Cholesterol Confusion


Understanding nutrition is difficult at best because there is so much conflicting information. Understanding nutritional supplements is also difficult because one person will get great results using a specific herb or vitamin and the next person will get not results on the same product. There are so many studies that report on a single nutrient – for example, cinnamon seems to be the most popular supplement for controlling blood sugar. But what about chromium, vanadium and biotin? They still work and are available in blood sugar control formulations?

Our human nature makes us tend to focus on the "one" thing that will make us healthy instead of following a balanced approach. I like to think about how the body actually works and use common sense. For example, are those who are using cinnamon for blood sugar control doing anything else to help manage blood sugar? What about dietary changes such as eating low glycemic index foods and eliminating the wrong kind of fats? What about regular exercise which is proven to be a crucial component of managing blood sugar levels? What about magnesium which most diabetics tend to be deficient in?

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The cholesterol craze is another single focus issue that many are concerned about. When you know how the body works, then you can take a balanced approach to managing it. One component of the cholesterol puzzle is what you eat – not only the wrong kind of fats, but too many refined carbohydrates as well. A sign of poor carbohydrate metabolism and a diet too high in refined carbohydrates is high cholesterol combined with high triglycerides. People with this problem tend to either be diabetic or have insulin resistance (meaning compromised blood sugar handling). Low glycemic diets and supplements that help manage blood sugar levels help reduce both cholesterol and triglycerides.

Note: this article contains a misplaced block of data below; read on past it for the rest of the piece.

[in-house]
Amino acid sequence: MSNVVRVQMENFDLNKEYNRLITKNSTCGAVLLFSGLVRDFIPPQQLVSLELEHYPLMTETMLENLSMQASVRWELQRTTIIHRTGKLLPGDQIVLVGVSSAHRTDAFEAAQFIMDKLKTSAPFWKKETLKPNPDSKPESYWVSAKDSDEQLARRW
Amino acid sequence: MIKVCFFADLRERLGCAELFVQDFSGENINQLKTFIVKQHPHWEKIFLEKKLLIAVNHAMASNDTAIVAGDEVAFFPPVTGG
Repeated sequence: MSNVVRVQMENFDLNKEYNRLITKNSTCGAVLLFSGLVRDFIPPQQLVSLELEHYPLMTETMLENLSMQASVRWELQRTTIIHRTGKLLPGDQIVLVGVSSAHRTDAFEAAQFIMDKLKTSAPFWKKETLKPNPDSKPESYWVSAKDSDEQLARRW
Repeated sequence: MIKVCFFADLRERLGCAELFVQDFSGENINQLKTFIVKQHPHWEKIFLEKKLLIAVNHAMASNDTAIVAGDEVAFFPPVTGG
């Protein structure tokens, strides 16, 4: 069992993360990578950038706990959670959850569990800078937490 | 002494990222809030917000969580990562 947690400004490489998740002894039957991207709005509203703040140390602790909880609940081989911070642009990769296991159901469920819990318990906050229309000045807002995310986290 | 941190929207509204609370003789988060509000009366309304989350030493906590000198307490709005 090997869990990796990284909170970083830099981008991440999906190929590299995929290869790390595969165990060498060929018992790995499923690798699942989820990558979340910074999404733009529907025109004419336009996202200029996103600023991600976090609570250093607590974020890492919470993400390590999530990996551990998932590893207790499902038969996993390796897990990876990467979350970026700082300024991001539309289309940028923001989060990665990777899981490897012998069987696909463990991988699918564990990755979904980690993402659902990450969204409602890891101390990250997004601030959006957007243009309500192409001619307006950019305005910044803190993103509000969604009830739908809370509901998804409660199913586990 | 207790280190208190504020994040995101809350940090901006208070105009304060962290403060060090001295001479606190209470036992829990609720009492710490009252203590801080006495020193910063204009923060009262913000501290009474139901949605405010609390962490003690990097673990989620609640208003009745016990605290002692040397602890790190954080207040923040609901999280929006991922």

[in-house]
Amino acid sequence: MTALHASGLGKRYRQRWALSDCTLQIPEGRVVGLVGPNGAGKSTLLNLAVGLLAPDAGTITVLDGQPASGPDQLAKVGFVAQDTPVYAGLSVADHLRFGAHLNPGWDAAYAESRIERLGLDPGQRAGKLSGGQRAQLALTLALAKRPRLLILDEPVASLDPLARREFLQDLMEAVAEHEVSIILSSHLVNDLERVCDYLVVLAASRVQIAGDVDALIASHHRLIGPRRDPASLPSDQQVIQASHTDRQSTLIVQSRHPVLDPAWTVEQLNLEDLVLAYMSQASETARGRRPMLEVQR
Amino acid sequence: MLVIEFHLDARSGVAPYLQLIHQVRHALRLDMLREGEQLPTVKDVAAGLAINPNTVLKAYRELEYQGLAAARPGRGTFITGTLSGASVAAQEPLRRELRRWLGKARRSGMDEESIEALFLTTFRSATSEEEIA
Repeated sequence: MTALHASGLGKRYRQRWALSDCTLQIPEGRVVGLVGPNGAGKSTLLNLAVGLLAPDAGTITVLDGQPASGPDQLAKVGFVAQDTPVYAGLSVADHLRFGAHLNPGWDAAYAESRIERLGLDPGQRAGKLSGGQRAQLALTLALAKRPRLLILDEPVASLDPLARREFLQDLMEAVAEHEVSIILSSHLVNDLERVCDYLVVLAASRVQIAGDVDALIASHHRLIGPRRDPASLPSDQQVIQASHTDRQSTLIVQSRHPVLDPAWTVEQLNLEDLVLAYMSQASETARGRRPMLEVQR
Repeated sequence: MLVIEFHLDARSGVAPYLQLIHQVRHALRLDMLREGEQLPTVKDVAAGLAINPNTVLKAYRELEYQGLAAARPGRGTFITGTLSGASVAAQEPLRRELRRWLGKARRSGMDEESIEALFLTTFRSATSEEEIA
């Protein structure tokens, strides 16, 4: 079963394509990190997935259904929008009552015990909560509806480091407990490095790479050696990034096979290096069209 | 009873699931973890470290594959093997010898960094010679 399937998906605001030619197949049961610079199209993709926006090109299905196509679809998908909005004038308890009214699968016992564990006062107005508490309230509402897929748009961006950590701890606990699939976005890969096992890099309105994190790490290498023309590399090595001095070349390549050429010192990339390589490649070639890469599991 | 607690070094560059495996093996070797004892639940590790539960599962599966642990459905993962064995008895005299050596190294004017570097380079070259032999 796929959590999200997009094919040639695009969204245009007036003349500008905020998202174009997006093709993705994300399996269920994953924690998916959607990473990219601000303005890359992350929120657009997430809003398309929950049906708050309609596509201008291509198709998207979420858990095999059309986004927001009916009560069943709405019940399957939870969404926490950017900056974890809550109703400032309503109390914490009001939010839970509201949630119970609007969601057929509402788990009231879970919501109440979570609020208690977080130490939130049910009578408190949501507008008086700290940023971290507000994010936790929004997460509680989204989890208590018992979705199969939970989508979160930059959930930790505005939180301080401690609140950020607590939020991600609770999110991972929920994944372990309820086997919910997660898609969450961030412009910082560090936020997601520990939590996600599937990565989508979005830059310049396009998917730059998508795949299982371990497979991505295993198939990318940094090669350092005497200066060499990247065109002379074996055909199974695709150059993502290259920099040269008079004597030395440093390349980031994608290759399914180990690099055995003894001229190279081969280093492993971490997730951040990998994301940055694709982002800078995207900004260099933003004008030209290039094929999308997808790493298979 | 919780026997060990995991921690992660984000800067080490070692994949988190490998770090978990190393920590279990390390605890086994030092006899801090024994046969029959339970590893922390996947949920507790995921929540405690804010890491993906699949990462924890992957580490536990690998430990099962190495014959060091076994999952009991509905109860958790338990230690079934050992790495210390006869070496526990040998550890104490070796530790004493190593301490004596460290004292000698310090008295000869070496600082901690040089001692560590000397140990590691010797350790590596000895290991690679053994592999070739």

Another part of the cholesterol puzzle is the understanding that the body eliminates cholesterol through the digestive system. The bile which is made by the liver to emulsify fats contains cholesterol which is meant to be carried out of the body with other waste products through the colon. Fiber acts like a sponge and soaks up the cholesterol so that it can be eliminated naturally. If the diet does not contain enough fiber, or if there is a problem with constipation, then the cholesterol is reabsorbed rather than being eliminated.

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June 21, 2010